You could compare what Rhonda Cote does to “intelligent filtering.” Stationed behind the curving front desk at the Main Office lobby, overseeing the comings and goings of employees and guests, tracking live-feed cameras from around the company, continually plugged into the telephone switchboard, Rhonda Cote filters: permitting the regular, redirecting the off-course, setting straight the erroneous and rejecting the downright devious.
Rhonda began with O&G in 1993 in the mail room. A year or so afterward she began training to be “the 7 A.M. girl” under “Bert” Zander. With Bert’s retirement in 1996 Rhonda moved to the front desk full time. On a typical workday the 7 A.M. girl is among the first in (before 7 A.M. actually), unlocking doors, switching on equipment and setting the workplace stage for the day.
Though she never thought she’d be doing so well now while she was growing up, she clearly landed on her calling. She’s custom made for her position. “I like people and I like helping,” she says. She’s the first and often only point of contact with O&G that many people have. No matter the tempest that may be brewing, Rhonda sails with an even keel – professional, helpful, friendly.
The position at switchboard has demanded that she multitask, before the term “multitasking” ever joined the business lexicon. In the last half-decade or so it has become her norm. Perhaps it’s accentuated because Rhonda is willing to take on new assignments. Some are short term, others blossom into perpetuity. She has to think about all that she does in and around her primary responsibility which is directing telephone traffic. All the tasks she completes are not printed on any job description.
Chief among her morning rituals is checking every security camera (twenty locations and close to 90 cameras), verifying they are all working, and troubleshooting any issues with Nick Silano or Julie Locascio. (“I could do it in an hour if there were no calls coming in, but of course there always are,” she says.) These cameras are indispensable tools so they are a priority for Rhonda, right behind her switchboard duties.
She maintains the in/out log of Main Office employees, tracking where they are and when they are expected to return. She transfers calls to and from company cars, projects and plants. She reconciles auto travel logs and tracks down the wayward employee when they’re needed by someone. She takes lunch orders and sees that they’re correct when delivered (“How I ended up with that job I don’t know,” she quips.)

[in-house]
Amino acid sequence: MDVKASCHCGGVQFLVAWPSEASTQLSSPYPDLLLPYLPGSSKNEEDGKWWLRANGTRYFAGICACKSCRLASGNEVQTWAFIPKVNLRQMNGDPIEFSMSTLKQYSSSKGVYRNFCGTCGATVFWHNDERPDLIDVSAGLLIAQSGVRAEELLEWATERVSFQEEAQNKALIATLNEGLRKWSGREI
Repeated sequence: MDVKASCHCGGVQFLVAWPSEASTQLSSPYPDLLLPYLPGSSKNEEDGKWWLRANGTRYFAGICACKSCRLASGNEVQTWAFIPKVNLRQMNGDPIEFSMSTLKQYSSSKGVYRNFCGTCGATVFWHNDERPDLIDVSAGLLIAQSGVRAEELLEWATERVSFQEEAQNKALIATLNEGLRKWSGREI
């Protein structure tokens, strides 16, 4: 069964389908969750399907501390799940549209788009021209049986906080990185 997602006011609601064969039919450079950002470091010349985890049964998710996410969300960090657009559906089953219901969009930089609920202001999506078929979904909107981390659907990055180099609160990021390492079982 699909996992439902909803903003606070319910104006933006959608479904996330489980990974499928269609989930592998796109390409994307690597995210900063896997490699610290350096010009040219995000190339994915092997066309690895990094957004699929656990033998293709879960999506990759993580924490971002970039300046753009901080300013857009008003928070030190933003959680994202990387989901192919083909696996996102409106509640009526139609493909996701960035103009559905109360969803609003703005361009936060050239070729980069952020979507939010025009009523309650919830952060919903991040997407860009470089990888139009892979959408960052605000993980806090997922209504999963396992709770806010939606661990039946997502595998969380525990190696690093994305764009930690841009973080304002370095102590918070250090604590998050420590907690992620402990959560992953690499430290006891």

She collects cash for dress-down Friday, reserves and juggles conference rooms, researches company contact info for employees on the road, stuffs outgoing mailers, prints paper driving maps for those who don’t quite trust their GPSs. A hodge-podge of items – blueprints, documents, keys, cards, gym clothes – are dropped at the main desk and entrusted to Rhonda for safe forwarding to their destinations.
Some years back when it was new and enticing, the company considered changing to an automated answering system. It was rejected by company officers and that suits Rhonda: “That’s too impersonal. You have all kinds of people calling up, you have emergencies, you miss the contact.”
Not infrequently, discretion is called for when Rhonda is “filtering.” To whom should a particular call be routed? How much should be said, how should it be said, what should not be repeated? She reads situations quickly and handles them discretely – when a family member with important news calls in urgently looking for an employee, for instance.
In 18 years manning the front desk Rhonda has heard some strange things, some so “off” they transcend the cheesy and sleazy and reach the comical. Like the salesman, trying to gin up a false familiarity, who called in to speak with his “good friend” and could she please pass him through? That “friend,” sadly she informed him, had passed away six months earlier. Or the woman about whom Rhonda had been warned by another O&G location, calling with outlandish questions about making asphalt. Undeterred by her first failed run at the recipe, she was pressing the 7 A.M. girl hard for answers. In broken English, with a man’s muffled voice prompting her from the background, she insisted on knowing the temperature asphalt had to reach to work. She didn’t need to say she wanted to cook up her own asphalt but Rhonda knew. The E-Z Bake Asphalt Plant was not going to happen on her watch.
“Our office number is close to a doctor’s in town. People call and want me to read their MRI results. Sometimes they get indignant when I try to explain that we aren’t the doctor.” They are usually elderly callers, and she has a soft spot in her heart for them: she worked in a nursing home before joining O&G. “So I just say, ‘I know that number, I’ll connect you.’ It also happens with area businesses. “It’s happened often enough that I’ll know who they’re looking and get the caller the number.”
Many years ago Rhonda rode out a divorce and found herself single with two small children to support. She didn’t cave. She dug in and supplemented the 45-hour-a-week job O&G provided with part-time work. For years she cooked and tended bar at taverns and clubs in Torrington. Now, with her son and daughter grown and working and with financial pressures relaxed a bit, she has cut back on the extra jobs. She still works gigs selectively, mainly because she enjoys being with people. Her smile from across the bar is proof.